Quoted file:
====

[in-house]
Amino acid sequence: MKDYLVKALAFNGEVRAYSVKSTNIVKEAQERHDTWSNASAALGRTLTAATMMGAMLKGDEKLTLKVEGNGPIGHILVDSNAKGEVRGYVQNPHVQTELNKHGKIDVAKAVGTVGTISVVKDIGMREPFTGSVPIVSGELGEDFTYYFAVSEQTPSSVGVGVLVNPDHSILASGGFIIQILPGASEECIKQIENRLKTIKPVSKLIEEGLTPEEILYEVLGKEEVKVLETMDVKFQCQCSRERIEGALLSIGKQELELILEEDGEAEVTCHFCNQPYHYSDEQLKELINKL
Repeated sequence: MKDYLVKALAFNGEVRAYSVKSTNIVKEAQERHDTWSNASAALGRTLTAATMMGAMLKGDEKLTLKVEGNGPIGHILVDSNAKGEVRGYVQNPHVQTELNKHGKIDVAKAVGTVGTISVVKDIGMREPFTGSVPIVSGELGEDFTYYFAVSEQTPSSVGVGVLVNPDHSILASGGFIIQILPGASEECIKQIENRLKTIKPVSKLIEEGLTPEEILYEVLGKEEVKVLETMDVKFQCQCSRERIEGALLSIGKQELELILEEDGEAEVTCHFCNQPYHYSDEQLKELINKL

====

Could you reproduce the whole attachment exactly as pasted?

[in-house]
Amino acid sequence: MKDYLVKALAFNGEVRAYSVKSTNIVKEAQERHDTWSNASAALGRTLTAATMMGAMLKGDEKLTLKVEGNGPIGHILVDSNAKGEVRGYVQNPHVQTELNKHGKIDVAKAVGTVGTISVVKDIGMREPFTGSVPIVSGELGEDFTYYFAVSEQTPSSVGVGVLVNPDHSILASGGFIIQILPGASEECIKQIENRLKTIKPVSKLIEEGLTPEEILYEVLGKEEVKVLETMDVKFQCQCSRERIEGALLSIGKQELELILEEDGEAEVTCHFCNQPYHYSDEQLKELINKL
Repeated sequence: MKDYLVKALAFNGEVRAYSVKSTNIVKEAQERHDTWSNASAALGRTLTAATMMGAMLKGDEKLTLKVEGNGPIGHILVDSNAKGEVRGYVQNPHVQTELNKHGKIDVAKAVGTVGTISVVKDIGMREPFTGSVPIVSGELGEDFTYYFAVSEQTPSSVGVGVLVNPDHSILASGGFIIQILPGASEECIKQIENRLKTIKPVSKLIEEGLTPEEILYEVLGKEEVKVLETMDVKFQCQCSRERIEGALLSIGKQELELILEEDGEAEVTCHFCNQPYHYSDEQLKELINKL